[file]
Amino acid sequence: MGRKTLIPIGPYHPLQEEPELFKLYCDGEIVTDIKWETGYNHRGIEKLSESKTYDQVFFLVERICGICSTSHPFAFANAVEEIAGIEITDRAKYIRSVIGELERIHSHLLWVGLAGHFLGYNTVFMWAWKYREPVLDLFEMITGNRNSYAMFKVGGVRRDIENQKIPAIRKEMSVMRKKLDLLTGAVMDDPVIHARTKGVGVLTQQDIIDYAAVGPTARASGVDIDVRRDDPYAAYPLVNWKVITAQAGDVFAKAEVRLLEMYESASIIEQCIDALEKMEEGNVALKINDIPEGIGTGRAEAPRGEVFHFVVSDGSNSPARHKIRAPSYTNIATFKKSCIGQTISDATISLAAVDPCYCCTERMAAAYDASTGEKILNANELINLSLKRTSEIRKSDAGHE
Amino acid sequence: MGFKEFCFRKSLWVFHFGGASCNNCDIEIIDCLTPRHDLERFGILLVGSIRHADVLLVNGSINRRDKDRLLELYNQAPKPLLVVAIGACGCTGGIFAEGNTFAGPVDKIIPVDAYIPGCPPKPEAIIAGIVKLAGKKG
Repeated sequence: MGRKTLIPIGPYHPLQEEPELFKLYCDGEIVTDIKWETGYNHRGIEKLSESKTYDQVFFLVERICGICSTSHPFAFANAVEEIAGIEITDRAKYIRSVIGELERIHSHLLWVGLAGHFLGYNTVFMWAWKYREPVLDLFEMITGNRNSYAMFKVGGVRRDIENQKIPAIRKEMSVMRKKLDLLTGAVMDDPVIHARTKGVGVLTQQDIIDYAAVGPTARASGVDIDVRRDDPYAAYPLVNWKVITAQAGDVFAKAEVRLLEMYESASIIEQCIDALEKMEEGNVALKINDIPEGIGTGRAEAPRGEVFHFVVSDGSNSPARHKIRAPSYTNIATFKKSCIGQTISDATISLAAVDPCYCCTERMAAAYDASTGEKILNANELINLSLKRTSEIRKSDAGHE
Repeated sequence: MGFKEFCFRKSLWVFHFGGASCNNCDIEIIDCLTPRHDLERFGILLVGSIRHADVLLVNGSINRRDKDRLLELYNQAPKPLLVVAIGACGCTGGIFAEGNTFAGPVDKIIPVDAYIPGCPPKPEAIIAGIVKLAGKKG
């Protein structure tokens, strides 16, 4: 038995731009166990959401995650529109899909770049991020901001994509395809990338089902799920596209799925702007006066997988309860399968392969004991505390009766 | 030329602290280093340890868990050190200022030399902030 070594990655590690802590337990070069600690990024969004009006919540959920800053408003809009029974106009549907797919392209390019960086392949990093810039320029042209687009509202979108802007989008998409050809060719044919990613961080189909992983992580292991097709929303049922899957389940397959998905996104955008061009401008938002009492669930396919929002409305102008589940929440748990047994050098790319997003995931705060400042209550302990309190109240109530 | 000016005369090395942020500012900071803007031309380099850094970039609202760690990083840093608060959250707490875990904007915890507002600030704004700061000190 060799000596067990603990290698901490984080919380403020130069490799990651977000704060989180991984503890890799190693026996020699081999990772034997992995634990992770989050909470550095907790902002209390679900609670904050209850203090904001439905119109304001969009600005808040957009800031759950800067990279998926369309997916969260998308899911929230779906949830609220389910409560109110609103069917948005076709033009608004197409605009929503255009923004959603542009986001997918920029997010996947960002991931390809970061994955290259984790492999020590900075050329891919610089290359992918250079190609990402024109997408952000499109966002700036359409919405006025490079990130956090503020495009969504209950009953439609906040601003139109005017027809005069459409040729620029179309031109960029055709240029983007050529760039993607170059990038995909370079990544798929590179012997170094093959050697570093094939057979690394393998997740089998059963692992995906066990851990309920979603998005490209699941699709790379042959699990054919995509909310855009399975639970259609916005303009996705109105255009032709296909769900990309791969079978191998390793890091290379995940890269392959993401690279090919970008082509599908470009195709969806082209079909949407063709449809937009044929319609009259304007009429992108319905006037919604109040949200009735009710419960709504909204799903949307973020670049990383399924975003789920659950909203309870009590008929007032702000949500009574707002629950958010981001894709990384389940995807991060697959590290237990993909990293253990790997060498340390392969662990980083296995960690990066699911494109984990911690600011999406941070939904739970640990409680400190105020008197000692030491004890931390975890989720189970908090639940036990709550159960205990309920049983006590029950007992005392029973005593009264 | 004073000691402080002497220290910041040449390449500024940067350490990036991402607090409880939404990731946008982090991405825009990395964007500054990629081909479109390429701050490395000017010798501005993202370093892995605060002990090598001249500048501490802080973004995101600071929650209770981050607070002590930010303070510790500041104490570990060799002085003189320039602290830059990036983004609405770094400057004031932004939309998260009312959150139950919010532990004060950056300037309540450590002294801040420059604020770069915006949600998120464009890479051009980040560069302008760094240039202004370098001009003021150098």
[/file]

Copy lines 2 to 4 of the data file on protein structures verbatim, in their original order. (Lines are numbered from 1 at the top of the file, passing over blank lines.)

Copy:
Amino acid sequence: MGFKEFCFRKSLWVFHFGGASCNNCDIEIIDCLTPRHDLERFGILLVGSIRHADVLLVNGSINRRDKDRLLELYNQAPKPLLVVAIGACGCTGGIFAEGNTFAGPVDKIIPVDAYIPGCPPKPEAIIAGIVKLAGKKG
Repeated sequence: MGRKTLIPIGPYHPLQEEPELFKLYCDGEIVTDIKWETGYNHRGIEKLSESKTYDQVFFLVERICGICSTSHPFAFANAVEEIAGIEITDRAKYIRSVIGELERIHSHLLWVGLAGHFLGYNTVFMWAWKYREPVLDLFEMITGNRNSYAMFKVGGVRRDIENQKIPAIRKEMSVMRKKLDLLTGAVMDDPVIHARTKGVGVLTQQDIIDYAAVGPTARASGVDIDVRRDDPYAAYPLVNWKVITAQAGDVFAKAEVRLLEMYESASIIEQCIDALEKMEEGNVALKINDIPEGIGTGRAEAPRGEVFHFVVSDGSNSPARHKIRAPSYTNIATFKKSCIGQTISDATISLAAVDPCYCCTERMAAAYDASTGEKILNANELINLSLKRTSEIRKSDAGHE
Repeated sequence: MGFKEFCFRKSLWVFHFGGASCNNCDIEIIDCLTPRHDLERFGILLVGSIRHADVLLVNGSINRRDKDRLLELYNQAPKPLLVVAIGACGCTGGIFAEGNTFAGPVDKIIPVDAYIPGCPPKPEAIIAGIVKLAGKKG